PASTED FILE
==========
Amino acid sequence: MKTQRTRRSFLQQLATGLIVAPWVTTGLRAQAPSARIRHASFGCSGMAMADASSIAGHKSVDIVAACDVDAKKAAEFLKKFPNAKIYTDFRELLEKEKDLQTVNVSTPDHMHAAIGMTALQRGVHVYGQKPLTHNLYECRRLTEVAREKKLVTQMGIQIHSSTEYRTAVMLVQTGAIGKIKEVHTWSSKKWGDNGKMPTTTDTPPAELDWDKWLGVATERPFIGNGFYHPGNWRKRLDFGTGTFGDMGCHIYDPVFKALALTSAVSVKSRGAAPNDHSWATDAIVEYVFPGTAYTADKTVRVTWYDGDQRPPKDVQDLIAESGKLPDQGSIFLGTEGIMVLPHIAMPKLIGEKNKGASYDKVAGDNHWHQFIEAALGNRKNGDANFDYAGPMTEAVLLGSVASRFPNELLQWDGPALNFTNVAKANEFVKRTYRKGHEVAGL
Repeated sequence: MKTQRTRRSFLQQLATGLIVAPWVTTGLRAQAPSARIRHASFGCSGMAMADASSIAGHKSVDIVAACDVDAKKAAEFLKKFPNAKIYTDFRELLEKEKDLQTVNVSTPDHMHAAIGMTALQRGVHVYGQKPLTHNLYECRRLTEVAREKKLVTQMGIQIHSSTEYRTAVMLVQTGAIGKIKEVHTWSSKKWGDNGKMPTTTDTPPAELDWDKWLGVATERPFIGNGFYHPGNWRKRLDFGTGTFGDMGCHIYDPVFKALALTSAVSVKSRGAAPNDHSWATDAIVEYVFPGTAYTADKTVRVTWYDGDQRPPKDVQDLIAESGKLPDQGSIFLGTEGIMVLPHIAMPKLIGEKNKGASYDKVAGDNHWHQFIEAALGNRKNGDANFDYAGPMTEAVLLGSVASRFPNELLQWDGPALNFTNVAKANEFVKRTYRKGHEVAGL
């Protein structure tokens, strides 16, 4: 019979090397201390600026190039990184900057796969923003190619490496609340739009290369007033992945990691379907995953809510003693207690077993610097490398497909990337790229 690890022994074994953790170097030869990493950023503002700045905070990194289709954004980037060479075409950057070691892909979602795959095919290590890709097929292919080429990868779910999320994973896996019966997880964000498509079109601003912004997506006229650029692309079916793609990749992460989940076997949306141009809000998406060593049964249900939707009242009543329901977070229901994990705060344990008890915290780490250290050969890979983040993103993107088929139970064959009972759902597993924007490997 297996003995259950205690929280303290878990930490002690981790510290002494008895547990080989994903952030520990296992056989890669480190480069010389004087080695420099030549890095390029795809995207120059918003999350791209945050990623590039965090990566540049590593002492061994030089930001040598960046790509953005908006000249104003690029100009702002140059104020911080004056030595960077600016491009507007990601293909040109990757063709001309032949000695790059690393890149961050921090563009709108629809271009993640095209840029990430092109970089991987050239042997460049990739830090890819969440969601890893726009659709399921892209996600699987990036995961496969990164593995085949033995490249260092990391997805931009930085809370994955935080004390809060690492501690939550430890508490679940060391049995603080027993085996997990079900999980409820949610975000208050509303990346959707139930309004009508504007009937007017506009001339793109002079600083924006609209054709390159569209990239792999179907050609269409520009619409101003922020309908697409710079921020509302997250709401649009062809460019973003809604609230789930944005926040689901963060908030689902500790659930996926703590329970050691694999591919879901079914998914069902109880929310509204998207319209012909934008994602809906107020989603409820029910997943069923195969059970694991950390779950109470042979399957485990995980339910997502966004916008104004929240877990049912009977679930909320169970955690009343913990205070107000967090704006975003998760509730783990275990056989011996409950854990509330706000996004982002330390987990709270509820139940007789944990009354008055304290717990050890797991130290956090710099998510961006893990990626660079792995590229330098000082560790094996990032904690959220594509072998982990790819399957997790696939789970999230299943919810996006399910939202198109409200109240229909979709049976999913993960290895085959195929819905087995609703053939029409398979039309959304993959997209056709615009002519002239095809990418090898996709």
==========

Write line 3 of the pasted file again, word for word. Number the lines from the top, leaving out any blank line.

């Protein structure tokens, strides 16, 4: 019979090397201390600026190039990184900057796969923003190619490496609340739009290369007033992945990691379907995953809510003693207690077993610097490398497909990337790229 690890022994074994953790170097030869990493950023503002700045905070990194289709954004980037060479075409950057070691892909979602795959095919290590890709097929292919080429990868779910999320994973896996019966997880964000498509079109601003912004997506006229650029692309079916793609990749992460989940076997949306141009809000998406060593049964249900939707009242009543329901977070229901994990705060344990008890915290780490250290050969890979983040993103993107088929139970064959009972759902597993924007490997 297996003995259950205690929280303290878990930490002690981790510290002494008895547990080989994903952030520990296992056989890669480190480069010389004087080695420099030549890095390029795809995207120059918003999350791209945050990623590039965090990566540049590593002492061994030089930001040598960046790509953005908006000249104003690029100009702002140059104020911080004056030595960077600016491009507007990601293909040109990757063709001309032949000695790059690393890149961050921090563009709108629809271009993640095209840029990430092109970089991987050239042997460049990739830090890819969440969601890893726009659709399921892209996600699987990036995961496969990164593995085949033995490249260092990391997805931009930085809370994955935080004390809060690492501690939550430890508490679940060391049995603080027993085996997990079900999980409820949610975000208050509303990346959707139930309004009508504007009937007017506009001339793109002079600083924006609209054709390159569209990239792999179907050609269409520009619409101003922020309908697409710079921020509302997250709401649009062809460019973003809604609230789930944005926040689901963060908030689902500790659930996926703590329970050691694999591919879901079914998914069902109880929310509204998207319209012909934008994602809906107020989603409820029910997943069923195969059970694991950390779950109470042979399957485990995980339910997502966004916008104004929240877990049912009977679930909320169970955690009343913990205070107000967090704006975003998760509730783990275990056989011996409950854990509330706000996004982002330390987990709270509820139940007789944990009354008055304290717990050890797991130290956090710099998510961006893990990626660079792995590229330098000082560790094996990032904690959220594509072998982990790819399957997790696939789970999230299943919810996006399910939202198109409200109240229909979709049976999913993960290895085959195929819905087995609703053939029409398979039309959304993959997209056709615009002519002239095809990418090898996709």